While the first two can be easily absorbed by the body, ALA needs to be converted first before our system can utilise it. Throughout the process, some of the ALA nutrients are lost. So although we might consume plant-based foods containing ALA, it isn't likely to provide the amount of omega-3 required for the body. However, plant-based omega-3 is often the go-to option for vegetarians or vegans.

Truth: Fatty acids in omega-3 (DHA, EPA and ALA) have different functions and have varying levels of benefits.

Myth #3: It causes prostate cancer


A study conducted in 2013 concluded the intake of omega-3 supplements may increase the risk of prostate cancer among men. The study examined the effects of selenium and vitamin E on prostate cancer wherein blood levels of omega-3 were collected from the sample. They compared 893 men with prostate cancer to 1393 men who did not have prostate cancer. They concluded that higher levels of omega-3 were found in the blood of men with prostate cancer.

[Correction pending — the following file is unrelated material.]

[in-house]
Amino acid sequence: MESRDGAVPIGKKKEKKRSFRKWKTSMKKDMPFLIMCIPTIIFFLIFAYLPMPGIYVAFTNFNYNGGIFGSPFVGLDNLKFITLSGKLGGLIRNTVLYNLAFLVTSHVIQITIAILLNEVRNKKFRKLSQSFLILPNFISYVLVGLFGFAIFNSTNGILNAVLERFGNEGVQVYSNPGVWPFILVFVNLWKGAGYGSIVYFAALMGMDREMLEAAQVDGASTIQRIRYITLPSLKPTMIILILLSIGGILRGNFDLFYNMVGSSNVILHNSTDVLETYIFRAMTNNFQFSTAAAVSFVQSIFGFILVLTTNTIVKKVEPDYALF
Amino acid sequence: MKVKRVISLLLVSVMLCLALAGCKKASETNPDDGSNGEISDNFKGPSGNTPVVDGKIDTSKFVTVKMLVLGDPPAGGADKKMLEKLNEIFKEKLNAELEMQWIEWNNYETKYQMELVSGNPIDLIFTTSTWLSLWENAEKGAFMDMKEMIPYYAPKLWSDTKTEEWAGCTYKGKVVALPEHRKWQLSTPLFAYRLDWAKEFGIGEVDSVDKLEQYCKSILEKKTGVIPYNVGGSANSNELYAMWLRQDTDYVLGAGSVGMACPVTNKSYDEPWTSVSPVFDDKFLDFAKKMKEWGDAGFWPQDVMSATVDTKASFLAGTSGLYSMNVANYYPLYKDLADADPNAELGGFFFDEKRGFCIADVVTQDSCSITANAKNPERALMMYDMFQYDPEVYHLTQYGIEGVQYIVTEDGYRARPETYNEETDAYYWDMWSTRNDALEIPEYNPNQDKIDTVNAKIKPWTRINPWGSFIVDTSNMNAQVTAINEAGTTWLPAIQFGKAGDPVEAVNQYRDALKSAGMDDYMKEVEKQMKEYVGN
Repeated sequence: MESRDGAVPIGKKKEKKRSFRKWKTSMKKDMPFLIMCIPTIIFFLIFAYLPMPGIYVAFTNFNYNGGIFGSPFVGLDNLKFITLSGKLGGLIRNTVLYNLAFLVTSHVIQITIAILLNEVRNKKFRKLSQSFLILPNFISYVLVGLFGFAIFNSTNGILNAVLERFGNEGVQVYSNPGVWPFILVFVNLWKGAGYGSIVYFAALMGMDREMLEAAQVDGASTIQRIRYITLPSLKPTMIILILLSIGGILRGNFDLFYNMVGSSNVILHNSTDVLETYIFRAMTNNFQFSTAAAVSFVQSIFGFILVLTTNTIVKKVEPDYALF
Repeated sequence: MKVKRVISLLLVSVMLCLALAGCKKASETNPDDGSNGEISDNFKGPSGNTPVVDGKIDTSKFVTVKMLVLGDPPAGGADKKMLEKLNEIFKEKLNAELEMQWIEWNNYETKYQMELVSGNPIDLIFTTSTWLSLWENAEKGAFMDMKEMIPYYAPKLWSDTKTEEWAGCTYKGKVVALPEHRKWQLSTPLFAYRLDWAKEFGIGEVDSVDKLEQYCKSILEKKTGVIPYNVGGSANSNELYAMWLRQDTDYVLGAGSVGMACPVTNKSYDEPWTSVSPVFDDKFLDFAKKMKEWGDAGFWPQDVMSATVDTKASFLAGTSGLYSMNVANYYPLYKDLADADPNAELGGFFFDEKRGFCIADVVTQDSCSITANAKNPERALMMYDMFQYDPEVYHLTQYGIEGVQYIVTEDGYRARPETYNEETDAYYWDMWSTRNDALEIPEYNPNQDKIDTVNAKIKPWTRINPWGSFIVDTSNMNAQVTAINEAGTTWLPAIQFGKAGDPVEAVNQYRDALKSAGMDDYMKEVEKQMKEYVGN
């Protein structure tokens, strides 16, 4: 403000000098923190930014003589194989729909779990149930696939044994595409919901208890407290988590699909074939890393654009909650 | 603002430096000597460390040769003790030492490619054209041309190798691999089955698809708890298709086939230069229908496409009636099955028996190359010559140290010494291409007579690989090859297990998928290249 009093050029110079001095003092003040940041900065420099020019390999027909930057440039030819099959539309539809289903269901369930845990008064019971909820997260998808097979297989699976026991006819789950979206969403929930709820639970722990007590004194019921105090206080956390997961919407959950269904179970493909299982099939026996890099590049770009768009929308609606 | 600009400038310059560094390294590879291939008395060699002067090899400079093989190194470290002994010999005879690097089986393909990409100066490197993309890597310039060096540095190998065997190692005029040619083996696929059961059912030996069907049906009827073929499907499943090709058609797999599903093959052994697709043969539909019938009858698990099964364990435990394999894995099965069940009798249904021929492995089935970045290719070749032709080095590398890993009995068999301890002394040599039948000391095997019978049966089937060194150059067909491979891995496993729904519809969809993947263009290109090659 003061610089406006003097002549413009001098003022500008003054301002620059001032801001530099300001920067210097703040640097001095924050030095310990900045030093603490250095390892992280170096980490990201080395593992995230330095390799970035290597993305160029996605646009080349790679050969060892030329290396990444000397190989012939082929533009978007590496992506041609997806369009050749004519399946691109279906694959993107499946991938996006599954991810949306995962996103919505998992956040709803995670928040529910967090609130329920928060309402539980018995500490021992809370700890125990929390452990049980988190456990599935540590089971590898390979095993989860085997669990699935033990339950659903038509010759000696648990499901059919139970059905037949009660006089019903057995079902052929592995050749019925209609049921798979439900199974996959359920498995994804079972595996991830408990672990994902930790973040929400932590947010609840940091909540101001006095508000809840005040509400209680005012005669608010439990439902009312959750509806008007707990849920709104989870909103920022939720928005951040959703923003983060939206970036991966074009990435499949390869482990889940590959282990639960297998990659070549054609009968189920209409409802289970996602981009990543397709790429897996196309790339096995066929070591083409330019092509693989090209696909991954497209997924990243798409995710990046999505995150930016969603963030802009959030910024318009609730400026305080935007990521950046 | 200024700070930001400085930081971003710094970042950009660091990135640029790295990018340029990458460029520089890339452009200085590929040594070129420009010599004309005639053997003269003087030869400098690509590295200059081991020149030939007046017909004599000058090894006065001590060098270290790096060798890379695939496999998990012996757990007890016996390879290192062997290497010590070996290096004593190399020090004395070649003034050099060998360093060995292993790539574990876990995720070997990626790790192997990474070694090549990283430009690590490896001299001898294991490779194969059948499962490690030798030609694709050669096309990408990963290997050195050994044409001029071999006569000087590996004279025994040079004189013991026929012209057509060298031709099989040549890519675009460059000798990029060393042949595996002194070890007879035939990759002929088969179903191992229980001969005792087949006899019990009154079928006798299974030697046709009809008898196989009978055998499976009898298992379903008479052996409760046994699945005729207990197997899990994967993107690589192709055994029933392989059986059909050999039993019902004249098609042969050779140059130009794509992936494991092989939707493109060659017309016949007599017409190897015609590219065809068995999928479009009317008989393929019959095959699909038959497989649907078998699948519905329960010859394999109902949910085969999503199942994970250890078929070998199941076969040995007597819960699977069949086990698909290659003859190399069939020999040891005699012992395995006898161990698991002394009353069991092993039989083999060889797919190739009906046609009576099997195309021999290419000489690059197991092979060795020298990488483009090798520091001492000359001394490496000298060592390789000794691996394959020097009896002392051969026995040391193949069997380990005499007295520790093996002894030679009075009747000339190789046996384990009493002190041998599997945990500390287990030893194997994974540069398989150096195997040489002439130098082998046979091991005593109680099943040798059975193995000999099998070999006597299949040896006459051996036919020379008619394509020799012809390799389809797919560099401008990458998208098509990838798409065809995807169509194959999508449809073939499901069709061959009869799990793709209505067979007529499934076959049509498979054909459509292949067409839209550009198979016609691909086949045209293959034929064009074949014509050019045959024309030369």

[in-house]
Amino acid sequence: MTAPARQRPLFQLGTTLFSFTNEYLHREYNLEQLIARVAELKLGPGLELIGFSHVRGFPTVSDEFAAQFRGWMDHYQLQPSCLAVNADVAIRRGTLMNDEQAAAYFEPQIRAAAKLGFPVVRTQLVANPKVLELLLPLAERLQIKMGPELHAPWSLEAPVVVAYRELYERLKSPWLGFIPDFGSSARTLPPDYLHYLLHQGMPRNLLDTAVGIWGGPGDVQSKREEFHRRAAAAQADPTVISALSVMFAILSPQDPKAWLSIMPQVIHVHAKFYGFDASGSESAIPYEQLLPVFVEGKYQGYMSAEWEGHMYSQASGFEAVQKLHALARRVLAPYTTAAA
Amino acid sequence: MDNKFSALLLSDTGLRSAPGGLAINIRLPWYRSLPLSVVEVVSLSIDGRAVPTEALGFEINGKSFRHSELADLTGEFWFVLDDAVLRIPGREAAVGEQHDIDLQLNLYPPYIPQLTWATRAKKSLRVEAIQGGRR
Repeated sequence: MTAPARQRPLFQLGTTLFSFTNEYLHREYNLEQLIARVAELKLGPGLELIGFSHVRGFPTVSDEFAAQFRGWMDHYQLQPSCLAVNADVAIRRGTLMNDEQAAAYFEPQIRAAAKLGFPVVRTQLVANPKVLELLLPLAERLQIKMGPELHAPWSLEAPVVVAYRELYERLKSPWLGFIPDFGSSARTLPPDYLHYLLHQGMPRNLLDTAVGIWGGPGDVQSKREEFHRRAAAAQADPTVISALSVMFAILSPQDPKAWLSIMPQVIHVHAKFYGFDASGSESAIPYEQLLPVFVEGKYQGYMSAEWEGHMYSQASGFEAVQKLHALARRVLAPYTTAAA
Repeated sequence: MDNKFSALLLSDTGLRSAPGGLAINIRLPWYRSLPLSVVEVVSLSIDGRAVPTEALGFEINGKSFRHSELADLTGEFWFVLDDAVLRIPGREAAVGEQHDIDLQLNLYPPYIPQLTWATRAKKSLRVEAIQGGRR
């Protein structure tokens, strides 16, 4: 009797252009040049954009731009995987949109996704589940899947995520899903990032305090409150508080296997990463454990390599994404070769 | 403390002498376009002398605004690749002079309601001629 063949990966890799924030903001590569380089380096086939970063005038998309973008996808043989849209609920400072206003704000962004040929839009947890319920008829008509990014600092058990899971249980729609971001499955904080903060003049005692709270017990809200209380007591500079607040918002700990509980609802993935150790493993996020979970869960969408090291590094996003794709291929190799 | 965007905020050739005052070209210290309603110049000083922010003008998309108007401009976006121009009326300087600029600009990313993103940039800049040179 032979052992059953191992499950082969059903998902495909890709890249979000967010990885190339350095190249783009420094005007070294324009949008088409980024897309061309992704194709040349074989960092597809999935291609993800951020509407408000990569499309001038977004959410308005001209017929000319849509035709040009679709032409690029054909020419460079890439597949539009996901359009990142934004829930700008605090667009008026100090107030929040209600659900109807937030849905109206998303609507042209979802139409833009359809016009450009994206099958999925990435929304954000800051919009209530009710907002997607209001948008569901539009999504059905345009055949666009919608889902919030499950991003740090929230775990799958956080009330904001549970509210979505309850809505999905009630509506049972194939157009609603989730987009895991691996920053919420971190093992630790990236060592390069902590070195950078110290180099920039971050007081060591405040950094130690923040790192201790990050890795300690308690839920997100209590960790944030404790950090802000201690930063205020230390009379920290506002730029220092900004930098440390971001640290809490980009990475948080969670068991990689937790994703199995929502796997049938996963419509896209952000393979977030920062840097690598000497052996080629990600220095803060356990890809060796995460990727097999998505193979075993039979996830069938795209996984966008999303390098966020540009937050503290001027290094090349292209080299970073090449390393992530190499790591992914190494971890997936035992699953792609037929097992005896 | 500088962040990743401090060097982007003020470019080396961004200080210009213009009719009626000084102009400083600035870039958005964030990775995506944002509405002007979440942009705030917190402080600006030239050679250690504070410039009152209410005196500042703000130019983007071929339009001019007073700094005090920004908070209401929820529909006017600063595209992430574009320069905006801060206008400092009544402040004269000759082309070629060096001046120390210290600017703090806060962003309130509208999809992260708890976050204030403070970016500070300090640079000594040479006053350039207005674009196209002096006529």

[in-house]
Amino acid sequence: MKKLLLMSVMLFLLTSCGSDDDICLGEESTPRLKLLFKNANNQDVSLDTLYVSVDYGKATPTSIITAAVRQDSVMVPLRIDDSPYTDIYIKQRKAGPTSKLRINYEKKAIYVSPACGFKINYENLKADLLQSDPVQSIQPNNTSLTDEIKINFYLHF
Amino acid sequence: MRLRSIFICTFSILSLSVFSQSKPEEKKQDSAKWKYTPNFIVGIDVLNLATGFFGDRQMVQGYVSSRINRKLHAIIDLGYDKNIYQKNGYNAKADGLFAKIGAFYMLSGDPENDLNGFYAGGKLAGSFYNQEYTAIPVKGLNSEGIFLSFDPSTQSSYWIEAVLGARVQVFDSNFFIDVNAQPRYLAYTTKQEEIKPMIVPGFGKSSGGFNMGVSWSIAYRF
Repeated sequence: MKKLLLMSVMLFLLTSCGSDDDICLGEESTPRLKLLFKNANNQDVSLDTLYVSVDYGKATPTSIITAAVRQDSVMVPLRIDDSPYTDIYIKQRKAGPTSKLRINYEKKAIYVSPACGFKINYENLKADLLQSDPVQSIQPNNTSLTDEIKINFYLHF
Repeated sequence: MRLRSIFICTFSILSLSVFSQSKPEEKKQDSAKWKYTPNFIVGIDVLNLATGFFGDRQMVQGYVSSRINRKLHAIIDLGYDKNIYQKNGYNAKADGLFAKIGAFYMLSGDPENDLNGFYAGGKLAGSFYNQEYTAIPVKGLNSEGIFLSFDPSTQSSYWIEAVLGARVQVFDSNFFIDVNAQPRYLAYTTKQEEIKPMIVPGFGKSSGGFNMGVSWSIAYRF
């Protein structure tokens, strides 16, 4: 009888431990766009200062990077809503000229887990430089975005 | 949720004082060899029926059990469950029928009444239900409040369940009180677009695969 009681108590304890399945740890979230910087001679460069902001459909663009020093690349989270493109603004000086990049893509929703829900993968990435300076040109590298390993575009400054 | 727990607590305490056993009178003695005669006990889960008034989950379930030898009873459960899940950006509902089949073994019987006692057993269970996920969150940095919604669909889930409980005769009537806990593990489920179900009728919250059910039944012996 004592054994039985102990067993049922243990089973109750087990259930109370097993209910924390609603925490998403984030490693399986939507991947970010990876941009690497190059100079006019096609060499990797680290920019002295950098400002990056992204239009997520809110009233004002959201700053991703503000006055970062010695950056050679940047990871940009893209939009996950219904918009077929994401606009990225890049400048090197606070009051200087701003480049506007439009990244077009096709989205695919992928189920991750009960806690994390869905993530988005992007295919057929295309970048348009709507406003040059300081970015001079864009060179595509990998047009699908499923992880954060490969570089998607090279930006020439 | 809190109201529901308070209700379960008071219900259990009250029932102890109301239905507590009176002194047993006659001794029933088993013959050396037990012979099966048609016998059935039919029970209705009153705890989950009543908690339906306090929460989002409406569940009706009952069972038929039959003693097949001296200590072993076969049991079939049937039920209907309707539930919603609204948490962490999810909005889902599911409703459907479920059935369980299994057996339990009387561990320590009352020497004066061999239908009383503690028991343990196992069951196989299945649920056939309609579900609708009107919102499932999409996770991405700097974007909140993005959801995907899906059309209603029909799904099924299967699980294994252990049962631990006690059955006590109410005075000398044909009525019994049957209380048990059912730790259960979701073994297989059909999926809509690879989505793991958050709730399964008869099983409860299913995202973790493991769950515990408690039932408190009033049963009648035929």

Although the study was carefully done, several medical experts debunked the claims made by researchers, stating they were without proper footing. Of course, the study created some panic among omega-3 consumers. Contenders dismissed the study because of the use of the word "association" rather than "causation". Perhaps more importantly, the study didn't even measure the consumption of fish oil, fish or other sources of omega-3.

A new study continued to dispute the original report, assuring men that taking omega-3 was safe and there should be no fear of cancer. The new study stated there existed no mechanisms in omega-3 fatty acids that would increase the risk of prostate cancer. On the contrary, the study found omega-3 could inhibit the growth of cancer cells in that area. Read the full study here: Meta-Analysis of Long-Chain Omega-3 Polyunsaturated Fatty Acids (LCω-3PUFA) and Prostate Cancer.

Truth: The study claim is unsubstantiated while a number of other studies point to the opposite conclusion.

Myth #4: Imitation calamari comes from pig rectum